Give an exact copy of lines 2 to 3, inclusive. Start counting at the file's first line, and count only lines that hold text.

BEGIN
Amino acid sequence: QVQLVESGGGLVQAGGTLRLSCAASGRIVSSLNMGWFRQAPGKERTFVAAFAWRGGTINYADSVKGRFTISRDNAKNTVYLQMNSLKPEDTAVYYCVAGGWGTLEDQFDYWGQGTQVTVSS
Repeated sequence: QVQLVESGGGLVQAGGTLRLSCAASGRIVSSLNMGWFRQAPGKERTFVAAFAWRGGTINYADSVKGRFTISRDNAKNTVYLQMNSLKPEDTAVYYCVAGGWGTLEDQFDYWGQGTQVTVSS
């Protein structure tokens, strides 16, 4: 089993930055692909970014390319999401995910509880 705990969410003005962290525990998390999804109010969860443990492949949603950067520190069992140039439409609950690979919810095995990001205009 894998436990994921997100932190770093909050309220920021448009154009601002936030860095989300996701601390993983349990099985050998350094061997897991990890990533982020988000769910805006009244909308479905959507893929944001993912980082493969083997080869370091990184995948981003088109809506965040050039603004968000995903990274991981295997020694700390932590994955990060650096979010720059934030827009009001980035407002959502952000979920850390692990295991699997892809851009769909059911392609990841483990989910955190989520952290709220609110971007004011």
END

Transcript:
Repeated sequence: QVQLVESGGGLVQAGGTLRLSCAASGRIVSSLNMGWFRQAPGKERTFVAAFAWRGGTINYADSVKGRFTISRDNAKNTVYLQMNSLKPEDTAVYYCVAGGWGTLEDQFDYWGQGTQVTVSS
């Protein structure tokens, strides 16, 4: 089993930055692909970014390319999401995910509880 705990969410003005962290525990998390999804109010969860443990492949949603950067520190069992140039439409609950690979919810095995990001205009 894998436990994921997100932190770093909050309220920021448009154009601002936030860095989300996701601390993983349990099985050998350094061997897991990890990533982020988000769910805006009244909308479905959507893929944001993912980082493969083997080869370091990184995948981003088109809506965040050039603004968000995903990274991981295997020694700390932590994955990060650096979010720059934030827009009001980035407002959502952000979920850390692990295991699997892809851009769909059911392609990841483990989910955190989520952290709220609110971007004011």